Urban Cultural Heritage and Creative Practice

Urban Cultural Heritage & Creative Practice (UCHCP) is an international collaborative of academics, heritage professionals, and creative practitioners that seek to reframe understandings of urban cultural heritage. The UCHCP collaborative proposes that heritage is a relational process where places and communities are continually remade and sustained through creative action. Exploring cultural heritage in the urban locales of Cape Town, South Africa; Dublin, Ireland; Hong Kong SAR, China; Istanbul, Turkey; Providence, Rhode Island; and York, England, the UCHCP collaborative works to enable cultural heritage to respond to and act as mediation of diverse, permeable, and changing urban communities. Testing and critiquing models for connecting creative practice and cultural heritage work within urban scenarios, the UCHCP collaborative seeks to establish shared vocabularies, tool kits and best practices for trans-disciplinary research and creative work on the constitution of urban heritages. 

 The common conception of cultural heritage today assumes an unchanging present and past: heritage roots stable societies. But cultural heritage, UCHCP argues, especially in urban areas, is neither static nor stable. Enmeshed in transnational processes of social change, mobility and cultural diversification, cultural heritage in urban areas is dissonant, shifting and multiple. While the fabric and quality of urban cultural life is ever-changing and elusive, vestiges of older fabric survive in neglected spaces – back lanes, disused lots – where survival is incidental rather than an intentional result of heritage policy. These residues are, however, important touchstones for local community memory, affect and identity. They are stray references to disappeared but still-recalled moments from once-familiar landscapes. Unnoticed as excavation digs past and development rises above, they present unique opportunities for the production of contemporary urban cultural heritage, allowing a deeper understanding of what cities have been and how they are creatively used today.

 University partners Brown University, Chinese University of Hong Kong, Koç University (Istanbul), University of Cape Town, University College Dublin, and University of York are participating in a field projects hosted annually by each partner in rotation.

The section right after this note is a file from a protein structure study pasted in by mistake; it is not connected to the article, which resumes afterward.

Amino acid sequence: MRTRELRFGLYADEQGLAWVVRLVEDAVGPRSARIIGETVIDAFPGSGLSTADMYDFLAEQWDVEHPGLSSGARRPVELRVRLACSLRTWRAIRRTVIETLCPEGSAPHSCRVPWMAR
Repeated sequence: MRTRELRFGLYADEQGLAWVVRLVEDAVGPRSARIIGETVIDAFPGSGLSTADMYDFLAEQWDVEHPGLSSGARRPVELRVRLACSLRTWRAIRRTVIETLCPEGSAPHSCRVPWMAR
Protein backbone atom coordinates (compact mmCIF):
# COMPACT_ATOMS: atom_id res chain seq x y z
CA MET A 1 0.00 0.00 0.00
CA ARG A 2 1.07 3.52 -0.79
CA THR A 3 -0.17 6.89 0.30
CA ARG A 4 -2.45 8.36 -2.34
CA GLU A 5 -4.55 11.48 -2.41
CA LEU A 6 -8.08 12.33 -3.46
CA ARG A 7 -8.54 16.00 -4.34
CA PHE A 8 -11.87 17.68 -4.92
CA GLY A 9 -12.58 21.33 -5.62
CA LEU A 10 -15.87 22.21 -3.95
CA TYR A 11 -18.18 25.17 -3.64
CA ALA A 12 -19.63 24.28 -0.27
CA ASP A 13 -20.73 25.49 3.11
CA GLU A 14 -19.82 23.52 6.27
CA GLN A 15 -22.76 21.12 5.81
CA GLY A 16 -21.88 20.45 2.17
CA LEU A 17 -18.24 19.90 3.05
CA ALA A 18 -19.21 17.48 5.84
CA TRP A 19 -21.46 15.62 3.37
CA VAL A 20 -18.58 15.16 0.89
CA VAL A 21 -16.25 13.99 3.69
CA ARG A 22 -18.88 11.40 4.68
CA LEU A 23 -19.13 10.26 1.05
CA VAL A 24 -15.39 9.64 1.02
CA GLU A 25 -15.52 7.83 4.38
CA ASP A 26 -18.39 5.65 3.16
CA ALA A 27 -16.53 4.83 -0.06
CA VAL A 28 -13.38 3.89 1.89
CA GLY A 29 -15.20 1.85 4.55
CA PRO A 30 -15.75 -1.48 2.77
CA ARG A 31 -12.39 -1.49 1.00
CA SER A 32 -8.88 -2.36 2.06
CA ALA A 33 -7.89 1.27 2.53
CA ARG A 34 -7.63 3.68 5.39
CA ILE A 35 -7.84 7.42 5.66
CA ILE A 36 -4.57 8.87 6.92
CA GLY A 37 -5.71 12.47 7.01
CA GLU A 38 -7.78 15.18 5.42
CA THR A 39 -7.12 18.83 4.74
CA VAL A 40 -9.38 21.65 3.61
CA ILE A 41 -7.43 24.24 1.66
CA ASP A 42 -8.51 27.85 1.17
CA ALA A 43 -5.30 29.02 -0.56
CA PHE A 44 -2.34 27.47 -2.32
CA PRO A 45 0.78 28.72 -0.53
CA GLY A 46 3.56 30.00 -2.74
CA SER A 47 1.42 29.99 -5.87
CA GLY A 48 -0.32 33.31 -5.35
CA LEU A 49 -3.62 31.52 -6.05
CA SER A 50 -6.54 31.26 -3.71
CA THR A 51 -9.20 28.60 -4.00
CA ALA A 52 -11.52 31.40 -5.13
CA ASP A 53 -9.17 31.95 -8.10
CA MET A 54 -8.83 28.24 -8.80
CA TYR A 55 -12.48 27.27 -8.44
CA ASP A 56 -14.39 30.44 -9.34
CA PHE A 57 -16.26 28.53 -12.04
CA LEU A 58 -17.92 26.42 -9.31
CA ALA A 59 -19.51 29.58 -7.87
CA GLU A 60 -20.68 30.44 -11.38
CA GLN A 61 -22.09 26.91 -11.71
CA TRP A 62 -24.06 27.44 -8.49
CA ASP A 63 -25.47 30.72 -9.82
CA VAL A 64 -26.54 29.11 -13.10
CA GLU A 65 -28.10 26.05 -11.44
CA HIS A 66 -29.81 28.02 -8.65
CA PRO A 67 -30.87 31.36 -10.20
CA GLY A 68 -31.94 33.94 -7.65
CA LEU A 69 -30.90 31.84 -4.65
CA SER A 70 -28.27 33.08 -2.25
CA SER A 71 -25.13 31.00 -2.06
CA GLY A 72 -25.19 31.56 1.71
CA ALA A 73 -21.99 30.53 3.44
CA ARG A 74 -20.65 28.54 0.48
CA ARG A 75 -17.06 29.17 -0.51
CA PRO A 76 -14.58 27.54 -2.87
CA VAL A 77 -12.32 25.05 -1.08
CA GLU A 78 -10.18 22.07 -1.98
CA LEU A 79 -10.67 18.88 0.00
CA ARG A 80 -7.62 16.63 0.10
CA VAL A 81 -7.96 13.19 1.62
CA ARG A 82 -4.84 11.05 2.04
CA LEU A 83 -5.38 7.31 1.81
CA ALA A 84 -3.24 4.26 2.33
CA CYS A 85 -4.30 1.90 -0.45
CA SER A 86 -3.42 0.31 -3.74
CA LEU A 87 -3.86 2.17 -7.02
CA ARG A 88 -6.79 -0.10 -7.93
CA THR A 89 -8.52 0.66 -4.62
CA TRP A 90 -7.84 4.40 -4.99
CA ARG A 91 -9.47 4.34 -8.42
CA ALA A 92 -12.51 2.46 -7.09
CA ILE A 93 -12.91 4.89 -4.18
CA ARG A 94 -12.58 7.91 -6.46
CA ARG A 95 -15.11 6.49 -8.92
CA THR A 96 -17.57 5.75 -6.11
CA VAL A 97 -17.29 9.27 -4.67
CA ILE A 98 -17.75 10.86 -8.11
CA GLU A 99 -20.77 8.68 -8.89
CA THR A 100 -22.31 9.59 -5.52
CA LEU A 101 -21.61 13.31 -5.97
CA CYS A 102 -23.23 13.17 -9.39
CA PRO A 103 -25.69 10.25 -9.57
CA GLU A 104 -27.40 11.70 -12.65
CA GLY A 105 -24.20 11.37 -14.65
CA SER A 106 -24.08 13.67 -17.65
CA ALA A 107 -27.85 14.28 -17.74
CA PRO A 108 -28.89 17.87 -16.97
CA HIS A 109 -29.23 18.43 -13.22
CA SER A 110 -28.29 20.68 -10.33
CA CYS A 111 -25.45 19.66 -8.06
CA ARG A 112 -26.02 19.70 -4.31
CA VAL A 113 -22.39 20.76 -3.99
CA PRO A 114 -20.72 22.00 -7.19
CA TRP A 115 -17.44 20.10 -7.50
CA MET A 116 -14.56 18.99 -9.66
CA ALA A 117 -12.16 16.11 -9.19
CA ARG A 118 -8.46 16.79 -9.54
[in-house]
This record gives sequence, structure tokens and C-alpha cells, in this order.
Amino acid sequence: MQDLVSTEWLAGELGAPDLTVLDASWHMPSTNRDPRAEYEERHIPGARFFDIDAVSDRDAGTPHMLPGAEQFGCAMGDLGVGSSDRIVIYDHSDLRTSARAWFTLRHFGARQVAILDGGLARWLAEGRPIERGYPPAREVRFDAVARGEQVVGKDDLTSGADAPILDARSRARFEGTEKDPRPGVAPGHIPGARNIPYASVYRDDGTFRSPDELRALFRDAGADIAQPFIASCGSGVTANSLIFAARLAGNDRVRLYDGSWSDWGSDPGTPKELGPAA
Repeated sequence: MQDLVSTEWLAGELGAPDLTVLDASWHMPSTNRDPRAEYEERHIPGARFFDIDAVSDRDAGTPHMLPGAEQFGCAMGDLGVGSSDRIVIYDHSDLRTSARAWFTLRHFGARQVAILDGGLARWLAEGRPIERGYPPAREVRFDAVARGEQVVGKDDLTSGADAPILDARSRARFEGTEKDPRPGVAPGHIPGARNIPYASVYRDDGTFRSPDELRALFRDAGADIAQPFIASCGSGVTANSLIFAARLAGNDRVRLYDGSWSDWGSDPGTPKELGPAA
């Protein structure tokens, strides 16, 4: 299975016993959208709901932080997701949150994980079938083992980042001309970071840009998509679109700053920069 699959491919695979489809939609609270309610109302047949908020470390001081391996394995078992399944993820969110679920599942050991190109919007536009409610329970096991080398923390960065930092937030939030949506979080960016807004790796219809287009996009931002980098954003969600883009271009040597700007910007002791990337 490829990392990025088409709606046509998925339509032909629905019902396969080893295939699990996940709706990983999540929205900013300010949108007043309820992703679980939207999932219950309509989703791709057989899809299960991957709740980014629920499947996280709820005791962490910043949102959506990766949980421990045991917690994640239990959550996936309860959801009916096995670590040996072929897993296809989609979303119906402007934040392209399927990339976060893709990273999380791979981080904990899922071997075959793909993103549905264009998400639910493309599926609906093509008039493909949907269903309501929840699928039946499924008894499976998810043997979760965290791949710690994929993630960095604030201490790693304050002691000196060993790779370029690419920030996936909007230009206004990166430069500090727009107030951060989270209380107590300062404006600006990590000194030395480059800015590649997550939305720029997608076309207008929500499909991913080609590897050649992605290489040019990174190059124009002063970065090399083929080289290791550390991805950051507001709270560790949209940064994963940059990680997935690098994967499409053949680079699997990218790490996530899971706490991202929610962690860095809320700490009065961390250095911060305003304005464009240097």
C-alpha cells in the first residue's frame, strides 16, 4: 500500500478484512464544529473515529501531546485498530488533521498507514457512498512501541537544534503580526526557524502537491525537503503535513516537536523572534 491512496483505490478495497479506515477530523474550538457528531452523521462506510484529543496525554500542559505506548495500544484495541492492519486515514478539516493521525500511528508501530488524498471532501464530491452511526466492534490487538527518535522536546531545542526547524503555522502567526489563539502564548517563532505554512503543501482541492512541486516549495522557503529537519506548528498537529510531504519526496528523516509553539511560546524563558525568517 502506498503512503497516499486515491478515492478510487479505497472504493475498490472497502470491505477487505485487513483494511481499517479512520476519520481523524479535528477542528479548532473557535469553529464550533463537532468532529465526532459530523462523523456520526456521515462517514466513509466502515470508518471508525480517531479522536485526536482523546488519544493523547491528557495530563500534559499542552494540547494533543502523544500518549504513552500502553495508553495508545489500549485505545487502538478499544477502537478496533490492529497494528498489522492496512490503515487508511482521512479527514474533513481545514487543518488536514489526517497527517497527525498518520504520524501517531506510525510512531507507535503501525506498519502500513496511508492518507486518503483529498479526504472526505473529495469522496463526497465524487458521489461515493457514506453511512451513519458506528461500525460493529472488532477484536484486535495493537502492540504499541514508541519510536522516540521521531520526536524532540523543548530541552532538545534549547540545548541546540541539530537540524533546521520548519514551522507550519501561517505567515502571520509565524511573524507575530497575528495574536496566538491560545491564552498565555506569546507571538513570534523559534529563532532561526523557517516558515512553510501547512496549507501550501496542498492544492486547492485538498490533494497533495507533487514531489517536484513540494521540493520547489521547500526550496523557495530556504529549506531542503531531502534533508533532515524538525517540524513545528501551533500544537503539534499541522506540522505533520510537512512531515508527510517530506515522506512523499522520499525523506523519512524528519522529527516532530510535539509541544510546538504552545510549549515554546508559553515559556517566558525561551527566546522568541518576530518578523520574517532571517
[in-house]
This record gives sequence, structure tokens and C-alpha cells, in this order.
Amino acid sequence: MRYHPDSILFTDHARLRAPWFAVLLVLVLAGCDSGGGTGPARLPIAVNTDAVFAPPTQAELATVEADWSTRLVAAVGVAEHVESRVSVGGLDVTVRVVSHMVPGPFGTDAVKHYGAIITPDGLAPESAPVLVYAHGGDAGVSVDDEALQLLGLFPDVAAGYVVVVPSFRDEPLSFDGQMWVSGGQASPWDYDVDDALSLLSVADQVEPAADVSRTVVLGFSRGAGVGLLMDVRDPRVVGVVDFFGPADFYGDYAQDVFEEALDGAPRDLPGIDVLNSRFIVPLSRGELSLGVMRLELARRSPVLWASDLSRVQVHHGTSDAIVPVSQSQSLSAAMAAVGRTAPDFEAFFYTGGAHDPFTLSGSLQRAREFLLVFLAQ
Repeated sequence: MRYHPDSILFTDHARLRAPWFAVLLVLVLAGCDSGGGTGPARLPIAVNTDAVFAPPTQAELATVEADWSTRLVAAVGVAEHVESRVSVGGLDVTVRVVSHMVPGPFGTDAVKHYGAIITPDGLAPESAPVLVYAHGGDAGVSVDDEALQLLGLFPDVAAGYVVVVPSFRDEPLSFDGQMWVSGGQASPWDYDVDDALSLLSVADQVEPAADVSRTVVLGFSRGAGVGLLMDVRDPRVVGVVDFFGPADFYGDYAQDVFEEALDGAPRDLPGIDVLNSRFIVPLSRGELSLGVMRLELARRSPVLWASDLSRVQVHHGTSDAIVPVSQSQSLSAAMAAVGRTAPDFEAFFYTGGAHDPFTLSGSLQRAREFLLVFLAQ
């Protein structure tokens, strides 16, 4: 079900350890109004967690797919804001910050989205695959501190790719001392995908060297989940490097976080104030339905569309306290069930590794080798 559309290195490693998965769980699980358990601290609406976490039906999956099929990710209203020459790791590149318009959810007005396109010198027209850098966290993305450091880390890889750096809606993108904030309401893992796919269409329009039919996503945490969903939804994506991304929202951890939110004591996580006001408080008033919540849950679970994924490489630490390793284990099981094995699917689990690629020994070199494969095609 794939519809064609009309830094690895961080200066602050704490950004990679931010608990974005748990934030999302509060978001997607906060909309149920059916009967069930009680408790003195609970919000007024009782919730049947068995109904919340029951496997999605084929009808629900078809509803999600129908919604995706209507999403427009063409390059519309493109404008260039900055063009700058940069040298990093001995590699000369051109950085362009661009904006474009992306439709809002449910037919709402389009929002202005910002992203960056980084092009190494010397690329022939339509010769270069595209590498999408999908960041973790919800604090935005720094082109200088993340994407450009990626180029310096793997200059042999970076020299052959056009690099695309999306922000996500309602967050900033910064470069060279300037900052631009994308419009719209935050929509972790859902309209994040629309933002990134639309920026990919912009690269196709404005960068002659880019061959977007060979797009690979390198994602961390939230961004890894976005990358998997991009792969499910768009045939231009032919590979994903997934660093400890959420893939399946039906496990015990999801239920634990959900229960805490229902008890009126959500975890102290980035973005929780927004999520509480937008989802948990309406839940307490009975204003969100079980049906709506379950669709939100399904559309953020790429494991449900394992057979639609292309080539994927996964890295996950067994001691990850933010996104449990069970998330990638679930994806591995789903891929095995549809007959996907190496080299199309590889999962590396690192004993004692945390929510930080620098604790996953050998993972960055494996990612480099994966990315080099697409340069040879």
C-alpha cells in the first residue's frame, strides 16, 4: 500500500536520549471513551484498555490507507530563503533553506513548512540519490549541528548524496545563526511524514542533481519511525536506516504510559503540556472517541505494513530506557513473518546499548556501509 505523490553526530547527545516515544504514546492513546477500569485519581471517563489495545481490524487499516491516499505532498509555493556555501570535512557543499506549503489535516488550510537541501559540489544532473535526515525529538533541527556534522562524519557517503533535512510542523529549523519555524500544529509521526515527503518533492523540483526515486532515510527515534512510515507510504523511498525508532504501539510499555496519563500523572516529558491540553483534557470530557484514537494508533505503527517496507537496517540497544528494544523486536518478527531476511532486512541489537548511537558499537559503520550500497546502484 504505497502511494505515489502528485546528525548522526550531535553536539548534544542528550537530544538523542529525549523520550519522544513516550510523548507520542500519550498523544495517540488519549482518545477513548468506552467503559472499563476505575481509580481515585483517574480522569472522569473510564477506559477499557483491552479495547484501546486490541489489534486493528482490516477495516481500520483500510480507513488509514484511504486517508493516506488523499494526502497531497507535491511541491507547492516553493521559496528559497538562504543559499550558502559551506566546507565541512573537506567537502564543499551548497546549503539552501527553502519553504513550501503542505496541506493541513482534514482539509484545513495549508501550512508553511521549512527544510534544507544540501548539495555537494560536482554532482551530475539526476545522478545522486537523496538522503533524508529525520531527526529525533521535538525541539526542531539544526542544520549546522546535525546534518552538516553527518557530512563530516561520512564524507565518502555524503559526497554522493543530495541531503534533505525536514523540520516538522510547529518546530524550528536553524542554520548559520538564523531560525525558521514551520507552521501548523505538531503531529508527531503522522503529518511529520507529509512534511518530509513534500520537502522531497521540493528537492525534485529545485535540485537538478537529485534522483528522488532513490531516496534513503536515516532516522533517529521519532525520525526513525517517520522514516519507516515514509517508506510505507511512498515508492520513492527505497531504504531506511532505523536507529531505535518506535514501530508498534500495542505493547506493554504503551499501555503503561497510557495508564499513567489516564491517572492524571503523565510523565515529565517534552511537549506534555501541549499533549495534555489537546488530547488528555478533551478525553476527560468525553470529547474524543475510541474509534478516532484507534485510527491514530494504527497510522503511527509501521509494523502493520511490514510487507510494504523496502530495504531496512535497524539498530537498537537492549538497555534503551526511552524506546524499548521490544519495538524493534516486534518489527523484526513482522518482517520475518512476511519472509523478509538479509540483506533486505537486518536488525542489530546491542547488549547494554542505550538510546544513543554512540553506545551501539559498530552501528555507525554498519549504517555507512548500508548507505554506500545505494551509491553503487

Previous events and projects include:

  • 2011 UCHCP Colloquia Series hosted at Brown University
  • The Providence Postcard Project by artist-in-residence Betsey Biggs (2011-2012)
  • The 2012 UCHCP Winter Symposium at Brown University
  • Smellscapes of Eminönü, Istanbul summer field project hosted by Koc University (2012)

The goals of the UCHCP collaborative are to:

  • Establish a new intellectual and critical context, theoretical rationale and practical methods for connecting heritage, creative practice, and the contemporary arts,
  • Create a sustainable international partnership of academics and local cultural institutions,
  • Hold annual summer fieldwork projects in each of the partners’ cities at a scenario of their selection,

The next UCHCP project will be in Hong Kong in Summer 2013.

In 2015 we hope to begin a project designed to connect Providence’s past as a locus of invention and entrepreneurship to its future as a “Creative Capital” of art- and science-based innovation. The project, a series of pop-up installations and programs, brings museums and humanists together with artists, makers, industrial firms and technology labs to consider the city’s history of creativity, innovation and entrepreneurship; to help the public understand the nature of technological and artistic change; and to encourage a nuanced discussion about the city’s future. We want to connect old and new, encouraging the city to build on its past and move beyond it. How can Providence use its roots in creativity, craftsmanship, and innovation to create a prosperous and equitable future? We hope to help guide Providence through the tricky terrain of creative economic development and suggest models for museums of technology and art across the country.

More information can be found at: http://urbanheritages.wordpress.com. 

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